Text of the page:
Obama’s rise and Hillary’s comeback a win for democracy

By Zach Han

Call it the Comeback Kid II’s story, the status quo’s return, or even maybe the simple confirmation that New Hampshire never follows Iowa’s lead. What is certain, though, is that the New Hampshire Democratic primary results asked more questions than they answered – especially of the press.

In the days preceding the primary, polls predicted another emphatic Barack Obama victory. Riding on the crest of what he calls the “wave” generated by his Iowa triumph, Obama’s momentum appeared unstoppable, with the media estimating a double-digit lead over Hillary Clinton. Her campaign, accordingly, was all but over should she suffer a second successive loss – and it looked to be heading that way.

Yet in a stunning reversal, Hillary won. Despite an admittedly narrow 2 percent victory margin, the polls were wrong. Many explanations are probable. The Independents, perhaps sensing that Obama’s commanding poll lead was a guarantor of triumph, could have voted for another favorite, Sen. John McCain, in the Republican primary. Perhaps, as some speculated, New Hampshire residents didn’t decide until the last minute. Anything, simply said, was possible.

Critically, however, were two crucial actions – or rather, their effect – that commentators misinterpreted. The first was Hillary’s moment of “anger” during the New Hampshire debate. Many journalists, for instance, seized upon her reaction, with the Huffington Post reporting that she “fumed,” while Time magazine graded Obama’s performance as an “A-” and Hillary’s as a “B.” In that debate, Obama, according to much of the media, seemed presidential, responding intelligently.

What they failed to anticipate was that Hillary’s passion was resonant. From the lofty viewpoint of journalism, some viewed her “anger” as unpresidential. Yet, for the average voter, that moment was probably emphatic. Seated oppositely against two candidates proclaiming “change,” Hillary seemed cornered. But she didn’t yield. In a passionate defense, Hillary resisted, displaying a willingness to not shy away from a challenge.

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Andrew Sullivan – a prominent conservative commentator – summed it up succinctly when he speculated that women voters “backlash(ed) … against the media’s coronation of Obama.” Another moment was Hillary’s “tears.” The media hollered, some comparing it to Howard Dean’s infamous 2004 “scream.” Others even questioned whether it was a calculated political move. But what was fully evident was her wanting the job and fighting for it. Whether it was sincere – and it appeared genuine – wasn’t the main issue.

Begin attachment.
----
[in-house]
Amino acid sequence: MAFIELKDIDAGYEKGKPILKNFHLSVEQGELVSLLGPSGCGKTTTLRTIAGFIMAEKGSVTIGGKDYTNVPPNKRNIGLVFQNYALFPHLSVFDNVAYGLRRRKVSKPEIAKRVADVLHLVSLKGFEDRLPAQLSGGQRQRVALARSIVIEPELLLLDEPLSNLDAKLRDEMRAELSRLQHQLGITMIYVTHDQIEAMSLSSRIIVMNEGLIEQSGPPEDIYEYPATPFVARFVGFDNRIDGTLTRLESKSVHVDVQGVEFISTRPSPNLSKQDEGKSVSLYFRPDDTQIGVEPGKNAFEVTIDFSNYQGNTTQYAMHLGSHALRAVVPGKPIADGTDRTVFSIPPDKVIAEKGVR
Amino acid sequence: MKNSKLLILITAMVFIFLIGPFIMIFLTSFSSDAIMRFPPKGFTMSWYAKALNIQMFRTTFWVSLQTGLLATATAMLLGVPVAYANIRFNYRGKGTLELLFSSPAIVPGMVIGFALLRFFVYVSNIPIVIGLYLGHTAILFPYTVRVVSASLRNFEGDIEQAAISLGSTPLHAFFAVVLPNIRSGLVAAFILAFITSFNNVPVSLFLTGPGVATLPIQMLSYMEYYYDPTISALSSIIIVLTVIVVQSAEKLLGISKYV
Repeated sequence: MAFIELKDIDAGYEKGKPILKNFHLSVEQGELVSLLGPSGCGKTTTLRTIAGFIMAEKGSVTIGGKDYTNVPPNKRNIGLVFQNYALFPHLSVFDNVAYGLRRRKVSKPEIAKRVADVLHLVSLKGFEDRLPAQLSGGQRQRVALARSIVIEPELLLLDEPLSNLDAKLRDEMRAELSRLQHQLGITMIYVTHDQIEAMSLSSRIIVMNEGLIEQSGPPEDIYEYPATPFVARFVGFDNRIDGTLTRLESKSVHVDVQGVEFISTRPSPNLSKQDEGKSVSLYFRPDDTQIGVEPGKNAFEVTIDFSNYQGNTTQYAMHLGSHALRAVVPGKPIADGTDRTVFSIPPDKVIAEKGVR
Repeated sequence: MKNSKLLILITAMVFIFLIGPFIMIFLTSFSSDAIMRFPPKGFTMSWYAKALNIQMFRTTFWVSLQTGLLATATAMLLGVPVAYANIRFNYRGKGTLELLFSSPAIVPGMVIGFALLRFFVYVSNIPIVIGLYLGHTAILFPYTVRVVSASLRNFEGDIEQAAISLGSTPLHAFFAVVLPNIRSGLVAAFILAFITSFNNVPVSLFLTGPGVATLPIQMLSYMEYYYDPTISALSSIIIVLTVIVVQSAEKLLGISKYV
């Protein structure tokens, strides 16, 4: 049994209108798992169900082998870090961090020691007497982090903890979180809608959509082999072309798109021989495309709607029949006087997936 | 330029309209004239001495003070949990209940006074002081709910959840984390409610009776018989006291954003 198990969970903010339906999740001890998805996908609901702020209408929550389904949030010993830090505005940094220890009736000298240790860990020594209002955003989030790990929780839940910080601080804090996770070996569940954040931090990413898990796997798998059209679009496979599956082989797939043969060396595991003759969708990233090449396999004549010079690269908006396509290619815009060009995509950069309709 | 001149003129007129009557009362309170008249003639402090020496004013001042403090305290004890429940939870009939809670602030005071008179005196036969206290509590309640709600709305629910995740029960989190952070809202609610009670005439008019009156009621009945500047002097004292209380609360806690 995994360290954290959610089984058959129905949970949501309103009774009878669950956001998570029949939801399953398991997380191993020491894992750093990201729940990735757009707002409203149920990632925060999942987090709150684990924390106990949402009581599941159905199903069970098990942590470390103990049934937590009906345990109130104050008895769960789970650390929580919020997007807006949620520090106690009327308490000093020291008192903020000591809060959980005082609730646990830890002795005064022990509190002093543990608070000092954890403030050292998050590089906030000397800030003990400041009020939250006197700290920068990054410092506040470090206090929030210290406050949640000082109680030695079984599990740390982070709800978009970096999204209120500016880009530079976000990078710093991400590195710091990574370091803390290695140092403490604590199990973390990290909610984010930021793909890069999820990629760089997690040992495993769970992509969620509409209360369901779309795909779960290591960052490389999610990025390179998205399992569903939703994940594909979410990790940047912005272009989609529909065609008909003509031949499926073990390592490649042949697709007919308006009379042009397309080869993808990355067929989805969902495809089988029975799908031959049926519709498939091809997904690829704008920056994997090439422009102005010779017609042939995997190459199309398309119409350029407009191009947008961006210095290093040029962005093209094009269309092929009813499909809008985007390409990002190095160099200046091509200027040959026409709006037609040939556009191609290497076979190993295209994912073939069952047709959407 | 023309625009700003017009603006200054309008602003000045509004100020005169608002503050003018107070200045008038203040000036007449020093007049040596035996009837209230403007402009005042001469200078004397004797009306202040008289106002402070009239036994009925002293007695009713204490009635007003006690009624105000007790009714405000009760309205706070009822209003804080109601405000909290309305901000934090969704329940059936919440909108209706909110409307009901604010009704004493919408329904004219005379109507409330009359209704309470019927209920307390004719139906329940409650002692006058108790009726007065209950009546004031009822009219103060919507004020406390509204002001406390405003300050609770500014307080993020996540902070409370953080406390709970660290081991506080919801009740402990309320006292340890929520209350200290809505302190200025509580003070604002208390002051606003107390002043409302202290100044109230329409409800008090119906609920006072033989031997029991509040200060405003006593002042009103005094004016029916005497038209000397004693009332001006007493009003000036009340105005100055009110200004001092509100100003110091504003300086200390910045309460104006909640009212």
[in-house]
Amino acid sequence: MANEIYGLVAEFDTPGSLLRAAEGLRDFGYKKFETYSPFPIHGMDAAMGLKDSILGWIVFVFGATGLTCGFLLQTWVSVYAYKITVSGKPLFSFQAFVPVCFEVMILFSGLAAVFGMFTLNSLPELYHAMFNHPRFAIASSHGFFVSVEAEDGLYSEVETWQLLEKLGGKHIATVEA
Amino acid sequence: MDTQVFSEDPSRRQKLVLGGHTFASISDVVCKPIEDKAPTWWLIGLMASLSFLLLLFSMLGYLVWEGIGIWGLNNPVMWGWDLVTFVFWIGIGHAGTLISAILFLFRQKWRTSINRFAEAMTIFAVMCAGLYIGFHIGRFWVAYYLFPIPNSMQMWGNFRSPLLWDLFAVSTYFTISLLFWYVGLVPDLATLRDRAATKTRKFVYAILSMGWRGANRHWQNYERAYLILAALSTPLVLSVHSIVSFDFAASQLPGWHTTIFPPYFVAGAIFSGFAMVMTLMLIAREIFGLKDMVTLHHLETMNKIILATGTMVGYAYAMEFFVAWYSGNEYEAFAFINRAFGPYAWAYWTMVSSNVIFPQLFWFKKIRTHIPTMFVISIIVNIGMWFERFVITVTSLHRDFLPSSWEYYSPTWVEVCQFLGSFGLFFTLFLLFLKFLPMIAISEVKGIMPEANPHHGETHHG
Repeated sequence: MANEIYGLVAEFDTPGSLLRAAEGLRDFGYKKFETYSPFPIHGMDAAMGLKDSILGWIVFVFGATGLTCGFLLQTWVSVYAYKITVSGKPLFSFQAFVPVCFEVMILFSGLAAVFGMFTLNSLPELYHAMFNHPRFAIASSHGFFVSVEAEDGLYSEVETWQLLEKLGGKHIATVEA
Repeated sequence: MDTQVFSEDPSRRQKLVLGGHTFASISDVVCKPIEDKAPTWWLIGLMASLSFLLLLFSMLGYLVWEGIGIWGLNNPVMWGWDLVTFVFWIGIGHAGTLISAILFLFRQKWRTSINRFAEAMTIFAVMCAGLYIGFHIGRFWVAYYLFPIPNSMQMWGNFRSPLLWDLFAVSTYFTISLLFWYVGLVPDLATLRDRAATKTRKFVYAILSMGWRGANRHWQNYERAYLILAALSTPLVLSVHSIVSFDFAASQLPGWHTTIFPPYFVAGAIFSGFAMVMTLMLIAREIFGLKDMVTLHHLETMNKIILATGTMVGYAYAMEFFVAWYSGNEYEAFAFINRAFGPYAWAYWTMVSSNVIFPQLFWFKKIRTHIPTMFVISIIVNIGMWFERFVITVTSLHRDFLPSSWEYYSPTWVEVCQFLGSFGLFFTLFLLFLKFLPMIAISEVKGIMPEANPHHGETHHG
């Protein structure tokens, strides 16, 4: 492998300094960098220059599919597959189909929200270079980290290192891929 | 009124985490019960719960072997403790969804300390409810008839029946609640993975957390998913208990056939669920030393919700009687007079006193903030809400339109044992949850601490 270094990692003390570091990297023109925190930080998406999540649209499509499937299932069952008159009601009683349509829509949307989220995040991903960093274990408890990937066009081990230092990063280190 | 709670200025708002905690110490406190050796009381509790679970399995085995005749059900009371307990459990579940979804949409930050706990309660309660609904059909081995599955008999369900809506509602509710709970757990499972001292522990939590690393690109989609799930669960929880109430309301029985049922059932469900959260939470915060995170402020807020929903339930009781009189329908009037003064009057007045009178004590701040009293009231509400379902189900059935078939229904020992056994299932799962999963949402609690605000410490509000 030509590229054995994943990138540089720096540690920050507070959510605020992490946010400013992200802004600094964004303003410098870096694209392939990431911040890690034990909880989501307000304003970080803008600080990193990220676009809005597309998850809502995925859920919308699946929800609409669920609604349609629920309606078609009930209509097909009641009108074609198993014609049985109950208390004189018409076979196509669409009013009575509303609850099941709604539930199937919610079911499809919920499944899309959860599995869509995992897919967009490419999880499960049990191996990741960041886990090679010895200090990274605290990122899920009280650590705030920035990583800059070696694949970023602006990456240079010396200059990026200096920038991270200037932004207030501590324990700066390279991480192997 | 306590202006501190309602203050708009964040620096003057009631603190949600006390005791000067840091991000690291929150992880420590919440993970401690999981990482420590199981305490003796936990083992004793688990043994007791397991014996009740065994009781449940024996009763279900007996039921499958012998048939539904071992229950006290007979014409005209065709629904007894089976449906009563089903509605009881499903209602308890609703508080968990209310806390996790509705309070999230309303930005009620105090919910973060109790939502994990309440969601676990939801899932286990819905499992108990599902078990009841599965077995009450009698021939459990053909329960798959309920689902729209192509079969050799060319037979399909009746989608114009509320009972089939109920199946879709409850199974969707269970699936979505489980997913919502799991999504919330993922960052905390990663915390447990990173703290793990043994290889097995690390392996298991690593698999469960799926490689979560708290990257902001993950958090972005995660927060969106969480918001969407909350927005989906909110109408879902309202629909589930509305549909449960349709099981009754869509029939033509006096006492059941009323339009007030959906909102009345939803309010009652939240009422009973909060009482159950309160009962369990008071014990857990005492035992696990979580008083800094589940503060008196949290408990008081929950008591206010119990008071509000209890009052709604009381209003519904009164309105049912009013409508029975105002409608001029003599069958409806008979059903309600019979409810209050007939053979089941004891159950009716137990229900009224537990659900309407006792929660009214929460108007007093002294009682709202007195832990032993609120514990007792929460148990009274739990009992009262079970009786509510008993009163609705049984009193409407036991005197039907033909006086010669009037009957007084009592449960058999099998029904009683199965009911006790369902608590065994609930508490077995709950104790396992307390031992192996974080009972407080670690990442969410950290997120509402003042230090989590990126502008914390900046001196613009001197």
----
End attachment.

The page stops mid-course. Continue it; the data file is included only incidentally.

Voters saw her passion, and in a manner many rank-and-file voters could have only connected with, Hillary’s role seemed reversed to that of an underdog battling against a media establishment favorite. Ironically, in a perverse way, the media’s own reports wrote the narrative.

What matters, ultimately, is the tone and effect these two results have set.

Obama’s decisive Iowa victory, in a way, opened three important narratives. The first narrative resolves doubts of a black candidate’s “electability,” as his triumph against two famous front-runners in a state that is predominantly white illustrates.

The second narrative symbolizes what could possibly be a unique type of political coalition that actually works: a coalition that transcends the generational and ideological debate. Generational because its principles seek to undermine the Boomer and post-Boomer division; ideological because it also seeks to encompass the wider electorate rather than encumber with bitter partisanship. In winning the caucus with a coalition that doesn’t discriminate partisan stripes or ideological forms, it is uniquely based on inclusion rather than preclusion. It is, in Obama’s words, “addition,” not “division.”

Perhaps most importantly, the final narrative reflects an electorate triumph: increasing voter consciousness. In Iowa, voters turned out in unprecedented numbers, literally almost doubling the previous election’s figure. This is not a validation of chance, but a confirmation of a national consciousness.

What these two results tell us is that democracy is speaking.